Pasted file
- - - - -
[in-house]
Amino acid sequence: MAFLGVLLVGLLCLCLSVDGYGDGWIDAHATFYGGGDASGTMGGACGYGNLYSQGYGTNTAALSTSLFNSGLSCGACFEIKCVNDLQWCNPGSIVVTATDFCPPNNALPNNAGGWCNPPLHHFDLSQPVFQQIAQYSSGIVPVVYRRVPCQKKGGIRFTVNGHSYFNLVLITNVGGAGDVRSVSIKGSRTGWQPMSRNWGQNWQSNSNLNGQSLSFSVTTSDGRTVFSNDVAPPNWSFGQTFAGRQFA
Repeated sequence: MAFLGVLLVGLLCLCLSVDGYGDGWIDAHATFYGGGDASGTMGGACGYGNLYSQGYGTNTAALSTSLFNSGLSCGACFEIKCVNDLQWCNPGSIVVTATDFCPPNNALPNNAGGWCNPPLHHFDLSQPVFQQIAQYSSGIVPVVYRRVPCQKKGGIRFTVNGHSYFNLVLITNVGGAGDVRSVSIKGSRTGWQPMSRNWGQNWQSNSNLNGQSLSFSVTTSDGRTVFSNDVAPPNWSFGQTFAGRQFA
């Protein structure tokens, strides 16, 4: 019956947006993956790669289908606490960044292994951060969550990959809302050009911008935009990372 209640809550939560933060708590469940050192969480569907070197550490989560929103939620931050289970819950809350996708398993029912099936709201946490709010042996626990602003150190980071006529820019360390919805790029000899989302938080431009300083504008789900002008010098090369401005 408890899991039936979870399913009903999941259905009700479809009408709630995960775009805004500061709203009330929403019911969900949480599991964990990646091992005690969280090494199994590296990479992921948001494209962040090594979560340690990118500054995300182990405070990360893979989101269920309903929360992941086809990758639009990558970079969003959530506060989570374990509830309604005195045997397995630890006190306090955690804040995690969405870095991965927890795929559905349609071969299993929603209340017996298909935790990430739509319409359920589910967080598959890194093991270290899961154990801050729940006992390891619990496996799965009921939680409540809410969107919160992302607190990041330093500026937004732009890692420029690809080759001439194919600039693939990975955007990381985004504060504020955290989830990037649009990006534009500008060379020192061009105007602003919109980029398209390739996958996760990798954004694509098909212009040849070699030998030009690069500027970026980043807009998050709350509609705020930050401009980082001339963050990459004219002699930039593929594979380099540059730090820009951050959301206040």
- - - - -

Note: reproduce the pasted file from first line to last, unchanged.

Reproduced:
[in-house]
Amino acid sequence: MAFLGVLLVGLLCLCLSVDGYGDGWIDAHATFYGGGDASGTMGGACGYGNLYSQGYGTNTAALSTSLFNSGLSCGACFEIKCVNDLQWCNPGSIVVTATDFCPPNNALPNNAGGWCNPPLHHFDLSQPVFQQIAQYSSGIVPVVYRRVPCQKKGGIRFTVNGHSYFNLVLITNVGGAGDVRSVSIKGSRTGWQPMSRNWGQNWQSNSNLNGQSLSFSVTTSDGRTVFSNDVAPPNWSFGQTFAGRQFA
Repeated sequence: MAFLGVLLVGLLCLCLSVDGYGDGWIDAHATFYGGGDASGTMGGACGYGNLYSQGYGTNTAALSTSLFNSGLSCGACFEIKCVNDLQWCNPGSIVVTATDFCPPNNALPNNAGGWCNPPLHHFDLSQPVFQQIAQYSSGIVPVVYRRVPCQKKGGIRFTVNGHSYFNLVLITNVGGAGDVRSVSIKGSRTGWQPMSRNWGQNWQSNSNLNGQSLSFSVTTSDGRTVFSNDVAPPNWSFGQTFAGRQFA
């Protein structure tokens, strides 16, 4: 019956947006993956790669289908606490960044292994951060969550990959809302050009911008935009990372 209640809550939560933060708590469940050192969480569907070197550490989560929103939620931050289970819950809350996708398993029912099936709201946490709010042996626990602003150190980071006529820019360390919805790029000899989302938080431009300083504008789900002008010098090369401005 408890899991039936979870399913009903999941259905009700479809009408709630995960775009805004500061709203009330929403019911969900949480599991964990990646091992005690969280090494199994590296990479992921948001494209962040090594979560340690990118500054995300182990405070990360893979989101269920309903929360992941086809990758639009990558970079969003959530506060989570374990509830309604005195045997397995630890006190306090955690804040995690969405870095991965927890795929559905349609071969299993929603209340017996298909935790990430739509319409359920589910967080598959890194093991270290899961154990801050729940006992390891619990496996799965009921939680409540809410969107919160992302607190990041330093500026937004732009890692420029690809080759001439194919600039693939990975955007990381985004504060504020955290989830990037649009990006534009500008060379020192061009105007602003919109980029398209390739996958996760990798954004694509098909212009040849070699030998030009690069500027970026980043807009998050709350509609705020930050401009980082001339963050990459004219002699930039593929594979380099540059730090820009951050959301206040």